John Carver has claimed that it isn’t his fault that Newcastle are fighting relegation, nor is it mismanagement of the club by Mike Ashley.
The Newcastle Head Coach says only bad luck with injuries has been at fault for United only having Hull standing between themselves and relegation.
Carver says the squad is big enough and by implication he clearly is saying that the quality is also there.
“I will say this again – because of the circumstances I would love to see how anyone else would have reacted.
“I spoke to Tony Pulis after the (West Brom) game and he said it was quite incredible what I’d had to put up with regarding injuries and suspensions.”
Squad is big enough:
“That is bad luck and it is not mismanagement by the club, at one stage I had a full team missing.
“Our squad of 26 is not a bad size, not many people have 11 players missing at one time.”
Injuries are obviously a problem, nobody denies that.
However, the vast majority of supporters don’t accept that this totally answers why Newcastle find themselves yet again in danger of the drop, just as was the case two years ago and four years before that when it actually happened.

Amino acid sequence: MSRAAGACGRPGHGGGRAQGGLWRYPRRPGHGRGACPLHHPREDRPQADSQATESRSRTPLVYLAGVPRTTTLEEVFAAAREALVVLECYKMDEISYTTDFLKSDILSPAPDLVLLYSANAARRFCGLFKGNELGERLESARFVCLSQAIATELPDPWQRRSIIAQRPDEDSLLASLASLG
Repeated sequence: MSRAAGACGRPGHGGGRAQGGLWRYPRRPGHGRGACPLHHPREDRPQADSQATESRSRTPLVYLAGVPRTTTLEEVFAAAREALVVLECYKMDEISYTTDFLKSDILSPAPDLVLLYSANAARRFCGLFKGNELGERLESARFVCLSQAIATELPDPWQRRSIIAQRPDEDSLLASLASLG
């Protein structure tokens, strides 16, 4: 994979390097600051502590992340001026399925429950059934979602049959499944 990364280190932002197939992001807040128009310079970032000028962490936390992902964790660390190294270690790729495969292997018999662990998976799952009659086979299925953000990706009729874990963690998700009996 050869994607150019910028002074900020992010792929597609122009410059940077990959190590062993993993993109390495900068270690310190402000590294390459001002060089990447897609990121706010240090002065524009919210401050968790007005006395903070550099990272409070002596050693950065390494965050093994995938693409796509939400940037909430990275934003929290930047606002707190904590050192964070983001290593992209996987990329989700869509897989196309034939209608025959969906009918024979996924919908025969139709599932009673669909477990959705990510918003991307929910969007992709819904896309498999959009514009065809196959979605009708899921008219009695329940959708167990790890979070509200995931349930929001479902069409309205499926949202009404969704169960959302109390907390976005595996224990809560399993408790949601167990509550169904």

Firstly, the squad is not big enough in terms of quantity or quality.
Results and form have been consistently shocking even when the team has only been missing one or two first teamers.
At the end of January Newcastle could only name 23 players when it came to naming their 25 man senior squad for the second half of the season. The five players went on loan to Rangers, Santon was loaned to Inter and Mapou’s transfer to Roma went through, yet Ashley allowed nobody to be brought in, even on loan.
That 23 man squad included Steven Taylor who we already knew was ruled out for the season and Facundo Ferreyra who clearly they have no intention of ever playing.
Carver’s words are simply covering up the shocking risk Mike Ashley took because he thought United were already safe, penny pinching in the extreme.
The other big problem fans have with the situation, is that yes injuries make it more difficult but not that difficult that it makes John Carver’s 2 wins in 18 matches acceptable.